Businesspeople don't necessarily follow flawed strategies because they're greedy, arrogant or careless. Our brains are wired in ways that tend to prevent us from following tried-and-true strategic principles.
That's the view of Charles Roxburgh, a London director of consulting firm McKinsey & Co. who cites behavioral economics studies that show decision-makers commit similar mistakes in ways that suggest irrational behavior is innate. Below are the eight hidden strategy flaws Roxburgh has identified and strategies to help you overcome them.
1. Overconfidence: We often exaggerate our own abilities, Roxburgh says. Overconfidence and its sibling, overoptimism, lead firms to tackle jobs they can't finish or count on overly rosy forecasts. Temper overconfidence by adding 20 to 25 percent more downside to pessimistic planning scenarios, he suggests, and be wary of strategies based on certainty.
2. Mental accounting: This describes the inclination to treat money differently according to its source, allocation or use. It occurs when companies slap cost controls on a vital core business while spending freely on a risky new initiative. Overcome it by sticking to the rule that a dollar is a dollar, no matter where it came from or where it's going.
3. The status quo bias: It's the tendency to leave things alone and may keep you from dropping a product that once was profitable but now loses money. Avoid it by viewing every business, product or market as constantly in play and taking note of the risks of doing nothing as well as making changes.
4. Anchoring: This occurs when you hear a number such as the sale price for a business you want to buy and unknowingly anchor your bid on that figure. Overreliance on past performance data can also anchor you. Avoid anchoring by looking at long-term trends and disregarding others' attempts to anchor you.
5. The sunk-cost effect: If you've ever thrown good money after bad, you've experienced the sunk-cost effect. This is why businesses keep investing in incomplete projects despite changed conditions that make it unwise to pursue completion. Control sunk-cost effects by evaluating incremental investments as if they were new projects, and be ready to kill experiments quickly.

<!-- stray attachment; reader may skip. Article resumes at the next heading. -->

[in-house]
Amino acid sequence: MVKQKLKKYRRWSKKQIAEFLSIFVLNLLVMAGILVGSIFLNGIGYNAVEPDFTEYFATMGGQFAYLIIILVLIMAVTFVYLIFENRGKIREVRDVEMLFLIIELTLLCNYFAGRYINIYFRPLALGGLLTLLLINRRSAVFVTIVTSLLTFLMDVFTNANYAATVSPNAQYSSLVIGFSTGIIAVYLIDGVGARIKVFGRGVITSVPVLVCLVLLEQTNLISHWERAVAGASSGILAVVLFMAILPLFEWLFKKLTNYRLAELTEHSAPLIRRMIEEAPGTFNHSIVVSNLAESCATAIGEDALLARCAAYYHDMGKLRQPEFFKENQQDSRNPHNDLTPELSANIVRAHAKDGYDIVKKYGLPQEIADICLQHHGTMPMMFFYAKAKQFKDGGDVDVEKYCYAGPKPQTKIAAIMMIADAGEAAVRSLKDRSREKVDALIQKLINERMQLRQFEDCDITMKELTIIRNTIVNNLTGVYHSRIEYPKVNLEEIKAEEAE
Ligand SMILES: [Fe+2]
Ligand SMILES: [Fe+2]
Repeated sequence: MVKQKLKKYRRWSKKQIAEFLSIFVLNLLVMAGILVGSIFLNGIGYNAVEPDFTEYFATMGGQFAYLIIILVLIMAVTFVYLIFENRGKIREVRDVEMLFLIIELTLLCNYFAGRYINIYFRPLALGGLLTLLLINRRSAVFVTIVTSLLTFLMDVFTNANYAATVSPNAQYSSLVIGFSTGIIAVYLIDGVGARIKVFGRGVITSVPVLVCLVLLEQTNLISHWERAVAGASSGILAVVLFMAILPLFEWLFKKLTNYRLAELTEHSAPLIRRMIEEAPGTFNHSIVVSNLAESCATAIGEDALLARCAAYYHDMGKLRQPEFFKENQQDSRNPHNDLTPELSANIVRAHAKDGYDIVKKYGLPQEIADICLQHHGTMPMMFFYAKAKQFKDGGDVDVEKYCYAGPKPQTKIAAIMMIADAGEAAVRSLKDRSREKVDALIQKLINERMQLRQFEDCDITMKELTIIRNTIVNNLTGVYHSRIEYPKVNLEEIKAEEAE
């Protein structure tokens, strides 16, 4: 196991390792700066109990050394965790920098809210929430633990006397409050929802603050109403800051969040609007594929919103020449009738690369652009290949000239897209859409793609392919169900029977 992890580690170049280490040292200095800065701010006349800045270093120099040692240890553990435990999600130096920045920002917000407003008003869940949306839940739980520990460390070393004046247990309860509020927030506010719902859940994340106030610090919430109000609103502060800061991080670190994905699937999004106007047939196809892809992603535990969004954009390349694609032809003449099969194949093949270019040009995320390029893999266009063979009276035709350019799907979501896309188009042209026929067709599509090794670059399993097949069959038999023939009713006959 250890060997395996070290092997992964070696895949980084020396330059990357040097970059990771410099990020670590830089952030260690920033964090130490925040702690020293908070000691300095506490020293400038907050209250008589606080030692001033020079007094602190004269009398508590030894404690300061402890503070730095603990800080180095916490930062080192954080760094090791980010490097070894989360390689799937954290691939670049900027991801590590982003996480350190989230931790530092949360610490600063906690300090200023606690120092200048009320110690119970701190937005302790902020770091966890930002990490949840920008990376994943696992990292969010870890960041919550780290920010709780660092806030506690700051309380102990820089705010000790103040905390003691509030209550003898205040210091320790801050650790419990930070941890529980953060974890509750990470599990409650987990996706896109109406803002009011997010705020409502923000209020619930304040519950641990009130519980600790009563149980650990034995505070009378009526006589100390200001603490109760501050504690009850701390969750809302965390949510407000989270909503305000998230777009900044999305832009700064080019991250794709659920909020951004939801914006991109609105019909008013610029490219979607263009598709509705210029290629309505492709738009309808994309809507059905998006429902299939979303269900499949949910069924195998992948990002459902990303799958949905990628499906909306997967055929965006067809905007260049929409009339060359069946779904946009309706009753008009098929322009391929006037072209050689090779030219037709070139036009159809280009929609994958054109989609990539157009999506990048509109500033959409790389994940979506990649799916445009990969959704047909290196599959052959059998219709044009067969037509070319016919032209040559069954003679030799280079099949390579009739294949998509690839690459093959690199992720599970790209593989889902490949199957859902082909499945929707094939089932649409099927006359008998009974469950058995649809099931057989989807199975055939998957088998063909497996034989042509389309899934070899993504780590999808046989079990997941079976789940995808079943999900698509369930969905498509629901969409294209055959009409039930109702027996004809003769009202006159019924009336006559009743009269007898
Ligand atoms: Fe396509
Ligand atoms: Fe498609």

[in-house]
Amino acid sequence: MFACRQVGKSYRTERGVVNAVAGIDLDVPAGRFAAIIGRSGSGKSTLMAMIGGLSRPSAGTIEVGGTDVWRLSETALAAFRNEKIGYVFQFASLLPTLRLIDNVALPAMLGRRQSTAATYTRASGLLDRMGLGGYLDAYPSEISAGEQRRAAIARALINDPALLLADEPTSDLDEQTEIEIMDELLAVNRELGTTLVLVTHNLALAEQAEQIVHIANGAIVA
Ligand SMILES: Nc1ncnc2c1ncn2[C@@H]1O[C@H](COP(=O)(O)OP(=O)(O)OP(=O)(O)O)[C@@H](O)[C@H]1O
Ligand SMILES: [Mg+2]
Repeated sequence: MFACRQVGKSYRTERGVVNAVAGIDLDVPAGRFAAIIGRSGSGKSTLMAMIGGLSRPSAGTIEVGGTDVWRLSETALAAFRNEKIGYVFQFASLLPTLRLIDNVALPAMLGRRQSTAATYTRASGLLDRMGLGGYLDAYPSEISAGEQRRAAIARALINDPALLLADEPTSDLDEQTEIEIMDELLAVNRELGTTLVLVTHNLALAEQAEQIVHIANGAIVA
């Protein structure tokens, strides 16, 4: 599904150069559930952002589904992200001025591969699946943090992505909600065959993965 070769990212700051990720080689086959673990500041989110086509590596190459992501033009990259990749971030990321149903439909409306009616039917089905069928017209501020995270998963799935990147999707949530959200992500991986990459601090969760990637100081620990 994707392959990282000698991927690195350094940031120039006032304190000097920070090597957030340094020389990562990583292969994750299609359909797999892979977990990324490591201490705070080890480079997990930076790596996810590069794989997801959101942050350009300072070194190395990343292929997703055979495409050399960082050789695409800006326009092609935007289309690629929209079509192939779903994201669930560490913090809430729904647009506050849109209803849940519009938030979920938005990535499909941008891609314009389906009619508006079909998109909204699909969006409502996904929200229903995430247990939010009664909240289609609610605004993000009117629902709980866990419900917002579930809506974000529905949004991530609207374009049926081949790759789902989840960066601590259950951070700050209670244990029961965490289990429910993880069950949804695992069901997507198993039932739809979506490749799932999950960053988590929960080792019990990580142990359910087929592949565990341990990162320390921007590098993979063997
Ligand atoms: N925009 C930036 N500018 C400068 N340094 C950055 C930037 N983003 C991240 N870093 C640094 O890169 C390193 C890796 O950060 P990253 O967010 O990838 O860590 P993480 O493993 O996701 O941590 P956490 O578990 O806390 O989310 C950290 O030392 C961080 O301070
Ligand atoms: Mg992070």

6. The herding instinct: It's the urge to be like everyone else and clearly offers no competitive advantage. Be different by breaking away from the pack and cutting losses by quickly axing innovations that fall short of expectations.
7. Misestimating future hedonic states: This is Roxburgh's name for the propensity to make bad forecasts of how much something will help or hurt. For instance, founders may see selling the company as worse than death when a sale may actually be the best move. Avoiding overreaction, taking a long-term view, and keeping things in perspective will help.
8. False consensus: It happens when you overestimate how much others share your views. We create this effect by seeking facts and opinions that support our beliefs. Limit damage by encouraging open debate and seeking contrary views.
You can use knowledge of common strategy flaws to predict mistakes competitors are likely to make. "These flaws can be insight into effective competitive strategy," says Roxburgh. "For instance, you may see areas where your competitor will be trapped by status quo bias into not reacting fast enough to a new threat."
So far, no one has identified worrying too much about brain limitations as a possible strategy flaw. But rather than aiming to pinpoint all of them, you may be better off by simply realizing that you have built-in strategic limitations. "Only the paranoid survive," says Roxburgh, quoting longtime Intel leader Andrew Grove. "In this phrase, Grove summed up a good way to counter our natural tendency to be overconfident about the future."
Mark Henricks writes on business and technology for leading publications and is author of Not Just a Living.